Outside North America[edit]

Internationally, the film earned $13.2 million on its opening weekend (November 11–13) from nine markets, a bulk of which came from China.[44] In China, it delivered a $11.7 million debut, placing at number two behind holdover Doctor Strange.[44][45] The film, which has Chinese finance (via Bona Film Group and Fosun International) but is considered as a revenue sharing import, had over 60,000 screenings on Friday, and by Sunday, was down to 45,000, it earned $11.5 million and with paid previews finished the weekend with $11.7 million, according to data from Ent Group.[46] While it registered the highest percentage of showtimes on Friday owing to Lee's popularity in China, the attendance dwindled and deteriorated from its second day onwards due to mixed word of mouth as general audiences were unable to relate to its central character,[47] it has made around $20 million there.[48] The film also opened in Taiwan, Lee's domicile,[49] the film will continue the majority of its international release mainly in January 2017 in Brazil, Mexico and Spain; France, Germany, Italy, the UK and Japan in February, followed by Korea and Russia in March.[44]

Critical response[edit]

On review aggregator website Rotten Tomatoes, the film has an approval rating of 45% based on 135 reviews, with an average rating of 5.4/10. The site's critical consensus reads, "Billy Lynn's Long Halftime Walk has noble goals, but lacks a strong enough screenplay to achieve them—and its visual innovations are often merely distracting."[50] On Metacritic, which assigns a normalized rating, the film has a score 53 out of 100, based on 42 critics, indicating "mixed or average reviews".[51]

Much like The Hobbit: An Unexpected Journey, Billy Lynn's Long Halftime Walk received a polarized reception from critics, with detractors saying the process created an unpleasing video look.[22][23] Owen Gleiberman of Variety praised the film, calling it "a highly original, heartfelt, and engrossing story. And part of the power of it lies in the way that those two things are connected." David Rooney of The Hollywood Reporter described the film as "an absorbing character study" but criticized some of the technological aspects saying that it didn't justify "its much-vaunted technological advances."[52]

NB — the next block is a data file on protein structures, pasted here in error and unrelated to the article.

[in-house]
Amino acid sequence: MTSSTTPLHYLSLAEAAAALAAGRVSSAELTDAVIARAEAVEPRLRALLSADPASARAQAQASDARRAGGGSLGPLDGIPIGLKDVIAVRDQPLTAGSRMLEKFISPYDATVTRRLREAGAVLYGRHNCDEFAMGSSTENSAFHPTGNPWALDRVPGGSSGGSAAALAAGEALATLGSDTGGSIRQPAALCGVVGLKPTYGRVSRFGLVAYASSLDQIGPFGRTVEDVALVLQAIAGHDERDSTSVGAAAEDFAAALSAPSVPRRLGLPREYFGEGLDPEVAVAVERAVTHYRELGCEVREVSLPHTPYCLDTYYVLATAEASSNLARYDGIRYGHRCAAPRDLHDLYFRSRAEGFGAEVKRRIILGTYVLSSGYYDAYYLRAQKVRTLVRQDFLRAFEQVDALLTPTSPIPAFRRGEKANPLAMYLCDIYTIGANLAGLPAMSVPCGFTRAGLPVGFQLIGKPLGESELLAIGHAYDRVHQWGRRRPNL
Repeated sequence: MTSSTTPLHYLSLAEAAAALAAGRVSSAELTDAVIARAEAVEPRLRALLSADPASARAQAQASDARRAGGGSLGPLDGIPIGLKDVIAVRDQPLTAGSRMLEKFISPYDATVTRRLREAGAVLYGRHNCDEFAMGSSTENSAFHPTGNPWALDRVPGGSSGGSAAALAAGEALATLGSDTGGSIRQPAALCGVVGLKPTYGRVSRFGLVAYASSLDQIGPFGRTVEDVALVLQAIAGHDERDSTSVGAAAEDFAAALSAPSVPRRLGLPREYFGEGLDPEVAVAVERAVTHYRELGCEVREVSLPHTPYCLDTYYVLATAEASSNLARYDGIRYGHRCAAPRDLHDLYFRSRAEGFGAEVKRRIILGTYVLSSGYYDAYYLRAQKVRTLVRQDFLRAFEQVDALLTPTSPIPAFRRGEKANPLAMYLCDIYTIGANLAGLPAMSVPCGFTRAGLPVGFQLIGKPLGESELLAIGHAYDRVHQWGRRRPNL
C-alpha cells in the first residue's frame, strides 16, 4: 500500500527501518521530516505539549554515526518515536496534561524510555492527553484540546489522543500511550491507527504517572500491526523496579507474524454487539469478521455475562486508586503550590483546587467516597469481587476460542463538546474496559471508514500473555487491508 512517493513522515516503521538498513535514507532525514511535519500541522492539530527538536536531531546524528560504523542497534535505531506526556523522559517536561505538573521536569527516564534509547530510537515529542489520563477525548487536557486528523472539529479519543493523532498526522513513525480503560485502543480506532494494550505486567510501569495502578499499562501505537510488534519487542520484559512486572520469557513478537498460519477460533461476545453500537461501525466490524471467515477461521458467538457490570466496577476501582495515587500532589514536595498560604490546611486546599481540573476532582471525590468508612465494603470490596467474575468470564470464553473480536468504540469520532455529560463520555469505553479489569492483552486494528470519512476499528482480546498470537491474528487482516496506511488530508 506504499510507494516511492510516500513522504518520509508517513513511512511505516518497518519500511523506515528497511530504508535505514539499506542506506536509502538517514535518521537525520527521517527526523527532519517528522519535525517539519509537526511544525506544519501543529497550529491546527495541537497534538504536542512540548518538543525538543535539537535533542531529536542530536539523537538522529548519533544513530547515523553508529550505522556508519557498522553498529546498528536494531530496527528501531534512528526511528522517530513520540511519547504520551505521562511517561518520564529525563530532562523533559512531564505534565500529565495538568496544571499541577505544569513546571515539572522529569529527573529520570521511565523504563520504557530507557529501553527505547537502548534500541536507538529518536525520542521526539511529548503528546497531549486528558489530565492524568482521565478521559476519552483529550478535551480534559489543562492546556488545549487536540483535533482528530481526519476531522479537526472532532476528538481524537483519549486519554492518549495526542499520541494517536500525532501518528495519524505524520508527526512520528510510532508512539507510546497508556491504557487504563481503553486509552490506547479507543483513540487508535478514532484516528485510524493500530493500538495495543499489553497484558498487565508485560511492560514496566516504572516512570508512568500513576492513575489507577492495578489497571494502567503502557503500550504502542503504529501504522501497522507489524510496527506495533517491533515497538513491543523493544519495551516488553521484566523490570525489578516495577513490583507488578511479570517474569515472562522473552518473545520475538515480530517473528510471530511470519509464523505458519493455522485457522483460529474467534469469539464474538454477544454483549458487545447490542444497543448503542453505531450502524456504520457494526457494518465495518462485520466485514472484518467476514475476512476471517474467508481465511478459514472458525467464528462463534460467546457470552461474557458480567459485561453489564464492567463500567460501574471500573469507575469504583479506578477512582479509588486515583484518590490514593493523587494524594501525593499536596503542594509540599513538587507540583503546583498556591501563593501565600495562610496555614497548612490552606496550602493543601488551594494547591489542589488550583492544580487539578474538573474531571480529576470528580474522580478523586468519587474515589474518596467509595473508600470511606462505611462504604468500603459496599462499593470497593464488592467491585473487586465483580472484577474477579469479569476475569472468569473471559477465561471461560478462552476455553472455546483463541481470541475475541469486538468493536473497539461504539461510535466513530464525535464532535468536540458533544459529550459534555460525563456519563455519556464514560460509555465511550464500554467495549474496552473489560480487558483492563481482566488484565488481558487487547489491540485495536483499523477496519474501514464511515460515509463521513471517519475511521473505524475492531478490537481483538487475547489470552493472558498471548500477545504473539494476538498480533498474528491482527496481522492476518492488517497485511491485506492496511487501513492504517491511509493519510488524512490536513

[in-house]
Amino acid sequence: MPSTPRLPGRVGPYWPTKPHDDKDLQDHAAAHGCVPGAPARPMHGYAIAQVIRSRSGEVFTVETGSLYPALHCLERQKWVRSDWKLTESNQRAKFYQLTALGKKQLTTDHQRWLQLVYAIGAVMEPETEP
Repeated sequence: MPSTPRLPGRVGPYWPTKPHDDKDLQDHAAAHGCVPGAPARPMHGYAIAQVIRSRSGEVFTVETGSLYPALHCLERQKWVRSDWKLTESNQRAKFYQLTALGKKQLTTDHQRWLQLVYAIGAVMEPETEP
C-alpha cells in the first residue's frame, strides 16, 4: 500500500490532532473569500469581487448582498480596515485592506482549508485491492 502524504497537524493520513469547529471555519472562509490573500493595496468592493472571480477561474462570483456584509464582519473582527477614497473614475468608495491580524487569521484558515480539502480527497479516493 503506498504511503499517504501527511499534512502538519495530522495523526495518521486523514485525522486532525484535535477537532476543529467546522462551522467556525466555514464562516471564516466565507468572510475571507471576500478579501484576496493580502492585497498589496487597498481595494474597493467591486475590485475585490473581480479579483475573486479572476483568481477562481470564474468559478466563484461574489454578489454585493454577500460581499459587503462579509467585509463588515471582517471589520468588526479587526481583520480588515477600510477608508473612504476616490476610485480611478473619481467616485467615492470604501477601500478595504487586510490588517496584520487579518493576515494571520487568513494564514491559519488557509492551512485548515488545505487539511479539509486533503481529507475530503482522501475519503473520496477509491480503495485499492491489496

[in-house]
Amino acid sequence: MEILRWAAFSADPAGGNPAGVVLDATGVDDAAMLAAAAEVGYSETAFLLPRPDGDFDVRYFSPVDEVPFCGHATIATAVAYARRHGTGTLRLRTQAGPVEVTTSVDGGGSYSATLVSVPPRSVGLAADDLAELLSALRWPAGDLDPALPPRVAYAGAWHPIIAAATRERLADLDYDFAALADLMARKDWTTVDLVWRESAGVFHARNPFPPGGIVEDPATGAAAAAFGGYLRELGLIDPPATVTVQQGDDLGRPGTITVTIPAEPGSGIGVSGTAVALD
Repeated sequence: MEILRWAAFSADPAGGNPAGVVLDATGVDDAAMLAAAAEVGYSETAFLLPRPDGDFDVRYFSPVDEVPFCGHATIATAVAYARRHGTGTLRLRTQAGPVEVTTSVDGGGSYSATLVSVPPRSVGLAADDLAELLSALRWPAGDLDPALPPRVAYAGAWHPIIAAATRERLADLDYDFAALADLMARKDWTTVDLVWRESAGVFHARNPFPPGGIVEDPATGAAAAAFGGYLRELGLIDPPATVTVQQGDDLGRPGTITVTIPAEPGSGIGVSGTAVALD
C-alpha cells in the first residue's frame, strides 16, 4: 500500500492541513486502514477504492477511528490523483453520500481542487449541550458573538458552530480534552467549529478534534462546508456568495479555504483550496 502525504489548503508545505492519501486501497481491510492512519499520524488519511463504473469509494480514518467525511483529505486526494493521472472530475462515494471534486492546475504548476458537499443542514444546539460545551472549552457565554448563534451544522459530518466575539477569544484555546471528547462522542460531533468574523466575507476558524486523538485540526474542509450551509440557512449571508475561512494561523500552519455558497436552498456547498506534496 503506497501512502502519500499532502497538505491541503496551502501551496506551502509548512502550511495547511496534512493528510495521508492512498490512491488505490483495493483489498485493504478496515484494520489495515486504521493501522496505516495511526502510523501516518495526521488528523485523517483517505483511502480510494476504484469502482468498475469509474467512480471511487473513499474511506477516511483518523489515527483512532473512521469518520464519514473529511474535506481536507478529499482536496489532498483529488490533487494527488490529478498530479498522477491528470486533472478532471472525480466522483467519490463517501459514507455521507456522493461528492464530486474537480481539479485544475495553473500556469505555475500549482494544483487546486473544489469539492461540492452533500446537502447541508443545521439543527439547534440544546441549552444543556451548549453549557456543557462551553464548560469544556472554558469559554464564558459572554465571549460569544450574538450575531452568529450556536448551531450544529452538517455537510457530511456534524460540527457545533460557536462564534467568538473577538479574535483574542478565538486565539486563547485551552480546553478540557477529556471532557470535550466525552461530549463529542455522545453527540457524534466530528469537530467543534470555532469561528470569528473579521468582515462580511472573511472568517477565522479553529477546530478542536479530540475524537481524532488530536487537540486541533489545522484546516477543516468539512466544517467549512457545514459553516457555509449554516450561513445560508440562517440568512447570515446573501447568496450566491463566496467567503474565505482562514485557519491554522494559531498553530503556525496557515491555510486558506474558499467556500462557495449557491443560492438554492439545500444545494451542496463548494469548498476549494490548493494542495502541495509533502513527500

The high frame rate used in the film drew some criticism, especially the decision to use it in a drama film.[53] David Rooney of The Hollywood Reporter said "the technical innovations took me out of the drama just as often as they pulled me in."[52] Dan Callahan for TheWrap felt that some of the characters were "so super-clear that they look like a cut-out with scissors from a glossy magazine" and said "the extra-clarity 3D in this Lee movie often looks weirdly like something shot on videotape in the 1980s."[54]

Home media[edit]

On February 14, 2017, Billy Lynn's Long Halftime Walk was released on DVD, Blu-ray, and in a Ultra HD combo pack which contains the Blu-ray, Blu-ray 3D, and UHD versions of the film. The UHD version presents the film at 60 frames per second in 2D.[55]

Accolades[edit]

List of awards and nominations
Award Date of ceremony Category Recipient(s) Result Ref(s)
Hollywood Film Awards November 6, 2016 Hollywood Producer Award Marc Platt (also for La La Land and The Girl on the Train) Won [56]
Hollywood Film Composer Award Mychael Danna (also for Storks) Won
Satellite Awards February 19, 2017 Best Cinematography John Toll Nominated [57]
Best Film Editing Tim Squyres Nominated
Best Sound Billy Lynn's Long Halftime Walk Nominated
Best Visual Effects Billy Lynn's Long Halftime Walk Nominated

References[edit]

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  46. ^ Patrick Frater (November 13, 2016). "China Box Office: ‘Billy Lynn’ Has $12 Million Opening Behind ‘Doctor Strange’". Variety. Retrieved November 14, 2016. 
  47. ^ Jonathan Papish (November 14, 2016). "China Box Office: ‘Doctor Strange’ Still Strong in Second Week". China Film Insider. Retrieved November 17, 2016. 
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  55. ^ Martin Liebman (February 15, 2017). "'Billy Lynn's Long Halftime Walk' 4K + 3D Blu-ray Review". Blu-ray.com. Retrieved February 16, 2017. 
  56. ^ "Tom Ford, Marc Platt & Kenneth Lonergan to be Honored". Hollywood Film Awards. October 19, 2016. Retrieved November 2, 2016. 
  57. ^ Kilday, Gregg (November 29, 2016). "Satellite Awards Nominees Revealed". The Hollywood Reporter. Retrieved November 29, 2016. 

External links[edit]